Director: Jesse Haaja
Screenplay: Pekka Lehtosaari, Miika J. Norvanto, Timo Puustinen
Based on an idea by: Jesse Haaja
Starring: Kristofer Gummerus, Rami Rusinen, Renne Korppila, Matti Onnismaa, Johnny Vivash
Country: Finland
Running Time: 101 min
Year: 2017
BBFC Certificate: 15

The Finnish film industry isn’t particularly well travelled. Other than the festival and arthouse cinema friendly work of Aki Kaurismäki and the odd break-out cult movie like Iron Sky and Rare Exports, not much of the country’s cinematic output screens elsewhere. Rendel: Dark Vengeance (a.k.a. Rendel) seems to be aiming to buck this trend by presenting Finland’s first superhero movie. It seems an odd fit, with the generally reserved Finns not sharing much in common with the Americans who forged and worship the superhero genre, but director/creator Jesse Haaja puts a typically dark and gloomy Finnish spin on the idea. Being married to a Finn myself, I had to check the film out, so snapped up the chance to review Rendel’s forthcoming UK home entertainment release.

The film is set in a fictionalised version of the actual Finnish town of Mikkeli. Here lies the base of operations for a pharmaceutical company known as VALA, which has launched an untested vaccine known as Nh25 into the market. The controversial drug has its detractors, including some in-house whistle-blowers, but the shady Erola family which runs VALA, led by Pekka (Matti Onnismaa), do their best to silence them in brutal methods dealt out by Pekka’s son, Jarno, a.k.a. Rotikka (Rami Rusinen).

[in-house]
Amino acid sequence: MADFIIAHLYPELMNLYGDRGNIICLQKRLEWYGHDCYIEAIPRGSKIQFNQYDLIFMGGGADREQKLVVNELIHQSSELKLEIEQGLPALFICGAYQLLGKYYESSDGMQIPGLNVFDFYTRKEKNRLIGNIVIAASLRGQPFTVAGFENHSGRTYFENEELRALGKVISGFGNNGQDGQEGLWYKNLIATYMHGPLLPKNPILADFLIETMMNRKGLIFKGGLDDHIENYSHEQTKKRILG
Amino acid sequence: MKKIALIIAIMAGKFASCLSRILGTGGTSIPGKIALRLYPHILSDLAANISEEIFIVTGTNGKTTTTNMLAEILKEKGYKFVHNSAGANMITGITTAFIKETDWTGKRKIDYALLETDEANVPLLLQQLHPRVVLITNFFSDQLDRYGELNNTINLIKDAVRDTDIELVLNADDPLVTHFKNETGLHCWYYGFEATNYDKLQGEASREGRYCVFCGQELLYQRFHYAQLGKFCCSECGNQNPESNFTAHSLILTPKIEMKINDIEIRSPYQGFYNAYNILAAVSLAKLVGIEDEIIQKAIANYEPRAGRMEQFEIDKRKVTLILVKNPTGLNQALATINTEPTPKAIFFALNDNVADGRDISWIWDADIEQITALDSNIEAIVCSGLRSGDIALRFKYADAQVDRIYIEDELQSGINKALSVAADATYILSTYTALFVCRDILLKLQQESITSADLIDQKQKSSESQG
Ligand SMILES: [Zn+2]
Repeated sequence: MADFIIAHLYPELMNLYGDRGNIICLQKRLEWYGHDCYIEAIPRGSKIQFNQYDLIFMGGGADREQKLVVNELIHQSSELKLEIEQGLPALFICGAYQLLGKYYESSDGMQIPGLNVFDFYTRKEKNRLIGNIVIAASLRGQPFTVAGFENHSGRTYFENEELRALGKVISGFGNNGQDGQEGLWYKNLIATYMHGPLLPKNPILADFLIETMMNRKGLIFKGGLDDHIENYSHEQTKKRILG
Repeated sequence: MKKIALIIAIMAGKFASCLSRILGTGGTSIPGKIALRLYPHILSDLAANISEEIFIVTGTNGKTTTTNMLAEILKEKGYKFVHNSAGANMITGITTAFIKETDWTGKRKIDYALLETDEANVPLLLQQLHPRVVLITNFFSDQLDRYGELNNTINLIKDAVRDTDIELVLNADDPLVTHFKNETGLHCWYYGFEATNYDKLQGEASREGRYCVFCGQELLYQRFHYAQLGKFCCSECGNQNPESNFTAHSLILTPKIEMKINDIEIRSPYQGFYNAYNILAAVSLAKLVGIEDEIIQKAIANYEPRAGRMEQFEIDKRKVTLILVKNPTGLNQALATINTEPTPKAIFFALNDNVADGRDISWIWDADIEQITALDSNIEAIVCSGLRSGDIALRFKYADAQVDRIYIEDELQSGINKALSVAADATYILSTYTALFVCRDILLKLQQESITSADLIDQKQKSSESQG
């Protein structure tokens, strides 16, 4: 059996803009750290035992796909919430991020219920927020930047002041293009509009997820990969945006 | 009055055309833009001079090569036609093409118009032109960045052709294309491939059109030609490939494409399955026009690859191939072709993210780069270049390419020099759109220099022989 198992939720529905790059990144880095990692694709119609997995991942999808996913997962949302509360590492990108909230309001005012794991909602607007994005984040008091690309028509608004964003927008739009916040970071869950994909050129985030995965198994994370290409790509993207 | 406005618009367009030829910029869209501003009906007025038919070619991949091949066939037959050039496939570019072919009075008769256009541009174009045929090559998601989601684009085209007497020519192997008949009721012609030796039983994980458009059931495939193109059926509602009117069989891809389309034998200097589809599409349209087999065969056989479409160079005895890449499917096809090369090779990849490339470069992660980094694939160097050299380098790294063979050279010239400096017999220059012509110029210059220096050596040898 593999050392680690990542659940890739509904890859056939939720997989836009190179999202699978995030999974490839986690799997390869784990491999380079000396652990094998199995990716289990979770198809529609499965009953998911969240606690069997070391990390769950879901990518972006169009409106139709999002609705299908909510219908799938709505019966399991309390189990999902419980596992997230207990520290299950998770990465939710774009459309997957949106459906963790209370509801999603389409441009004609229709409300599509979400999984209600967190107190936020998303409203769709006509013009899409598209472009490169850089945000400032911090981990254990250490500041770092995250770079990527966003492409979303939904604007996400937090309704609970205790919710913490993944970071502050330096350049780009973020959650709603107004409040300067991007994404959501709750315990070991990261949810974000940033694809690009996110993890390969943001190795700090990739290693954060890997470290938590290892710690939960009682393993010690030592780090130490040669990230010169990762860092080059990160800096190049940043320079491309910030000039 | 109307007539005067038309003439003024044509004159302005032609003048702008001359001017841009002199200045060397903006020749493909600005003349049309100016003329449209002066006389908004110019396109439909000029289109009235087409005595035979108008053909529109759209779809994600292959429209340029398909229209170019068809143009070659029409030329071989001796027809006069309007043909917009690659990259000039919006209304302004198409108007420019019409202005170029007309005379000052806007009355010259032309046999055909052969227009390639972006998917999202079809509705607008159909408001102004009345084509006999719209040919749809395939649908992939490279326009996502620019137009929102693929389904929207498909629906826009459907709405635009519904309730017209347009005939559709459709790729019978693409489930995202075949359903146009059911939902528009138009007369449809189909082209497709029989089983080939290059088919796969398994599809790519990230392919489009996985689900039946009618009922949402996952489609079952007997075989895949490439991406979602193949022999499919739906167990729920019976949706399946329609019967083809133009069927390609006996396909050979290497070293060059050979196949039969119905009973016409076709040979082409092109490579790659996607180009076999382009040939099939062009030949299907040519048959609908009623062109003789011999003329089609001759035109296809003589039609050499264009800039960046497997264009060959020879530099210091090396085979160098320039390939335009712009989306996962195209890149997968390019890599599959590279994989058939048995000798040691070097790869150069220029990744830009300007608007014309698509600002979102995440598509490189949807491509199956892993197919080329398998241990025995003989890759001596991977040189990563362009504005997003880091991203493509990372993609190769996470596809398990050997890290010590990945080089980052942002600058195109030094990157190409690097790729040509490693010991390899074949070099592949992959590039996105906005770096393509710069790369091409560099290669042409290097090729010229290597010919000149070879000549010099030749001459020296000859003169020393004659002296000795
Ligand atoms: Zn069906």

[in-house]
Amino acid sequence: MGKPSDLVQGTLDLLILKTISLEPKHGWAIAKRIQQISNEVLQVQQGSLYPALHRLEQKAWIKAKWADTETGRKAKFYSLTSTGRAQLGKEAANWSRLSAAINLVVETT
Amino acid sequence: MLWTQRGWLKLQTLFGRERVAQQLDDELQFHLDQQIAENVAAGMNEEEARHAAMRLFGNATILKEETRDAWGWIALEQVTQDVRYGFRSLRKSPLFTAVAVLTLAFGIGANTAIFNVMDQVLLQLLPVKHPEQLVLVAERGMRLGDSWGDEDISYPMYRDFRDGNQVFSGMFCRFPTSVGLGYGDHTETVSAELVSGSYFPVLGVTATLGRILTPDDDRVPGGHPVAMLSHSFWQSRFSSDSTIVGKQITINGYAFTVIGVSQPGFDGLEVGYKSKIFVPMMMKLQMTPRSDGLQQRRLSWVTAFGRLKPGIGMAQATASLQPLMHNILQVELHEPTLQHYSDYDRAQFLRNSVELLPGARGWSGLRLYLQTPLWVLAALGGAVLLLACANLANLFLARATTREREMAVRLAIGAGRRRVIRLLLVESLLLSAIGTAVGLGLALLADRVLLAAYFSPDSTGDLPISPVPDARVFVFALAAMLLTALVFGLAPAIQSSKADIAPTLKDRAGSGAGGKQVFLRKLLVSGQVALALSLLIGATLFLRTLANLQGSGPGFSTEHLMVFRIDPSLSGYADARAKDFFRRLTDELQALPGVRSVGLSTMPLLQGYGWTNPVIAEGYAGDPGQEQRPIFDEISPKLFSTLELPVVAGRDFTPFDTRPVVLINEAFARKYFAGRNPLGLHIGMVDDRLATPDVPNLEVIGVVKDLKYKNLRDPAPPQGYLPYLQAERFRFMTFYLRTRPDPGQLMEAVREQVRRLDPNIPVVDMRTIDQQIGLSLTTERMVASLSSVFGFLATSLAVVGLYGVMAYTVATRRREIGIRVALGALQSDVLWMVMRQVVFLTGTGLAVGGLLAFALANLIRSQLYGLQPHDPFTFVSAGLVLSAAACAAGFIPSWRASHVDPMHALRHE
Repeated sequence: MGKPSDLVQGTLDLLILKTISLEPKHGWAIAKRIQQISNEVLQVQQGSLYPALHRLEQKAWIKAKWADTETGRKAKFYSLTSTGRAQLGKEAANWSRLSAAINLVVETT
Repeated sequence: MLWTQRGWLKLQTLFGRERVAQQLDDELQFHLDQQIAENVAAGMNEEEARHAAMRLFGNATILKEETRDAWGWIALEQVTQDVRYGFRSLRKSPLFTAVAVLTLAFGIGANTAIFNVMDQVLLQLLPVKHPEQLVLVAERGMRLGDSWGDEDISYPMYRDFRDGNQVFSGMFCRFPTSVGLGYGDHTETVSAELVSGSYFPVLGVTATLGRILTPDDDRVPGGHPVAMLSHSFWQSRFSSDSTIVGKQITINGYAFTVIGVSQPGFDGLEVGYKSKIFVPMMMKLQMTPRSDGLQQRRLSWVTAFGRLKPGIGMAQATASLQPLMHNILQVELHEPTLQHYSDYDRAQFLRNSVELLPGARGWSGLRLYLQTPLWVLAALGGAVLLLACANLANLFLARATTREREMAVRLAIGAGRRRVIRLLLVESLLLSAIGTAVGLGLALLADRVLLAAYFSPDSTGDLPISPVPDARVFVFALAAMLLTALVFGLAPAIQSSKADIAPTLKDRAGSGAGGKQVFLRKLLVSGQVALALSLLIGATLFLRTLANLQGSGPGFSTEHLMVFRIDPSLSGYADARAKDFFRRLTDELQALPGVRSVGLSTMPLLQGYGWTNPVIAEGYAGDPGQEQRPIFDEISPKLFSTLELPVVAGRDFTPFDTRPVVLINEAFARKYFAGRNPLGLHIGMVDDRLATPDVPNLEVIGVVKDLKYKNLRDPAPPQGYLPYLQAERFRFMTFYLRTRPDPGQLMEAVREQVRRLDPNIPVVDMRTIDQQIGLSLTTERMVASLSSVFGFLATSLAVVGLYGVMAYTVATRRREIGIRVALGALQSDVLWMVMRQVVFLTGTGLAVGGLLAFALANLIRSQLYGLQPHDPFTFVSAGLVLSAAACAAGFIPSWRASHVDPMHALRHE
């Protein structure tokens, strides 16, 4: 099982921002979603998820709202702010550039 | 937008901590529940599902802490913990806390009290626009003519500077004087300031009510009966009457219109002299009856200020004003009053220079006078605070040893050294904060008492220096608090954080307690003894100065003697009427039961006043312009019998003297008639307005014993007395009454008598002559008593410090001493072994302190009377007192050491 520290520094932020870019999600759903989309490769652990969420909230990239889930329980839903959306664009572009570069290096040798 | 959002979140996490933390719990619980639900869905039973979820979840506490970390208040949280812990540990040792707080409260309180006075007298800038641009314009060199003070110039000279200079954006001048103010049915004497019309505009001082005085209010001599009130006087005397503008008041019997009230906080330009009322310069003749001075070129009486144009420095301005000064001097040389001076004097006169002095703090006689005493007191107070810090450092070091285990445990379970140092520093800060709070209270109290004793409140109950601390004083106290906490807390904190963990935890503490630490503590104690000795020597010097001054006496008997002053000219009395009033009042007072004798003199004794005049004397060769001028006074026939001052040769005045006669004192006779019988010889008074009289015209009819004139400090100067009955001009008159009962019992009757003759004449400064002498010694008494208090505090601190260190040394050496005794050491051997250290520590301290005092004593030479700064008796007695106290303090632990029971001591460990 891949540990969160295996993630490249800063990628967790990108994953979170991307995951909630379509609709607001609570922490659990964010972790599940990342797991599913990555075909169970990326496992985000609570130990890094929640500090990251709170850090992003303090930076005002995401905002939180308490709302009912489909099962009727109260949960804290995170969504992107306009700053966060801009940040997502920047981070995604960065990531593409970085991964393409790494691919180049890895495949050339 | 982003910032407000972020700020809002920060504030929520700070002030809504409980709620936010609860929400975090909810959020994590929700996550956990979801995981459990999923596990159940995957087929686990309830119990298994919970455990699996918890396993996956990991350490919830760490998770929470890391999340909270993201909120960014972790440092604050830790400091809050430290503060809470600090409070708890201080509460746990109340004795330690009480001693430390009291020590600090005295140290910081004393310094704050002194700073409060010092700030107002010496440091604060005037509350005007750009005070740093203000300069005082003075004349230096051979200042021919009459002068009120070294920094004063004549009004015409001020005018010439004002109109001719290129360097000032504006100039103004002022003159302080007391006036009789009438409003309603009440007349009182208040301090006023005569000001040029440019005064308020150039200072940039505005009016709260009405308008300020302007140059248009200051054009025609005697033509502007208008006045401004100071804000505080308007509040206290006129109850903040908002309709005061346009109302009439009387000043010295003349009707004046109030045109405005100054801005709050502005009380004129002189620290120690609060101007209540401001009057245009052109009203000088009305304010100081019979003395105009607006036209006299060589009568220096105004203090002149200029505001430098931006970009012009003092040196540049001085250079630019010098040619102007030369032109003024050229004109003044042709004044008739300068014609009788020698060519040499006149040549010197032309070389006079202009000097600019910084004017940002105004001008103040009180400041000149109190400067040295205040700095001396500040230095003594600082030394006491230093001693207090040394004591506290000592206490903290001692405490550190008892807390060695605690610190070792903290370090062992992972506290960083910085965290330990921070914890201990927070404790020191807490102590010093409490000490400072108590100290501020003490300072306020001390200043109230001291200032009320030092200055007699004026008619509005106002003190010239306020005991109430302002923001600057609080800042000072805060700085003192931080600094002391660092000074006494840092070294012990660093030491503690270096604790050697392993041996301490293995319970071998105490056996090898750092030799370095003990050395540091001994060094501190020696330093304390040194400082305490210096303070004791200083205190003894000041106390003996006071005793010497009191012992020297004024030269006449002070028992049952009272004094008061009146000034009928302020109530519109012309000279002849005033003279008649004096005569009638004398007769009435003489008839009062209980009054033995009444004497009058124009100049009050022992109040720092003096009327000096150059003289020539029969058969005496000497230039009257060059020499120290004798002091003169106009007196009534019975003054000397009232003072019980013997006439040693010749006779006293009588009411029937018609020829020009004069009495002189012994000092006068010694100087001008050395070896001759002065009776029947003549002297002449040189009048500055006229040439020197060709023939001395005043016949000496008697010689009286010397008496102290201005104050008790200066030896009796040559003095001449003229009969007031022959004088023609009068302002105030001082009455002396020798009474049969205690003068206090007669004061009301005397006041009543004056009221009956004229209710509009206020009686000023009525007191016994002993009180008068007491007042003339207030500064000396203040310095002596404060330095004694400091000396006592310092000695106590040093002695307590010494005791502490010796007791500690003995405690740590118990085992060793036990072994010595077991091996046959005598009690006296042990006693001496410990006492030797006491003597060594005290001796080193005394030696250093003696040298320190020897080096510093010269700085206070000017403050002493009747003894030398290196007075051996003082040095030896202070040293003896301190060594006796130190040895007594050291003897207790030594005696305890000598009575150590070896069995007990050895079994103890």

The Erolas seem to be cleaning house well, until Rendel (Kristofer Gummerus) arrives. A masked and seemingly unstoppable force, Rendel has his own personal reasons for taking down VALA. Rotikka is given the unenviable task of putting an end to the mysterious avenger so, seeing as his own team of goons aren’t up to the task, he hires in a group of tough mercenaries led by Radek (Johnny Vivash) to finish it.

I wanted to like Rendel more than I did, but it’s quite a flawed and ultimately very generic film, so did little to impress me. It’s your typical tale of a tragic hero taking revenge on an evil corporation headed by murderous gangsters. The film does give the ‘bad guys’ a bit more depth by exploring the father-son relationship between Pekka and Jarno, but in a way it does the film a disservice as it means less time is spent developing the central Rendel character (or Rämö as he’s known before he dons the mask) who isn’t all that interesting.

The film’s main flaw though, which goes some way to causing the weak characterisations, is its narrative structure and how it is executed. The story is told frequently through flashbacks as we jump between Rämö’s backstory and the present-day action of Rendel taking his revenge and Rotikka trying to stop him. The problem is, these flashbacks aren’t clearly signposted, so it took me a while to realise we weren’t watching one simple narrative timeline. I might have forgiven this if the jumbled up structure seemed justified, but the steadily unfolding flashbacks only culminated in showing the audience what was already blatantly obvious that had caused Rämö to become Rendel. I guess Haaja made the decision to mix up his story like this to make it seem more unique and interesting, but in reality the film would have worked better as a solid, if unoriginal action movie than the mess he ended up with.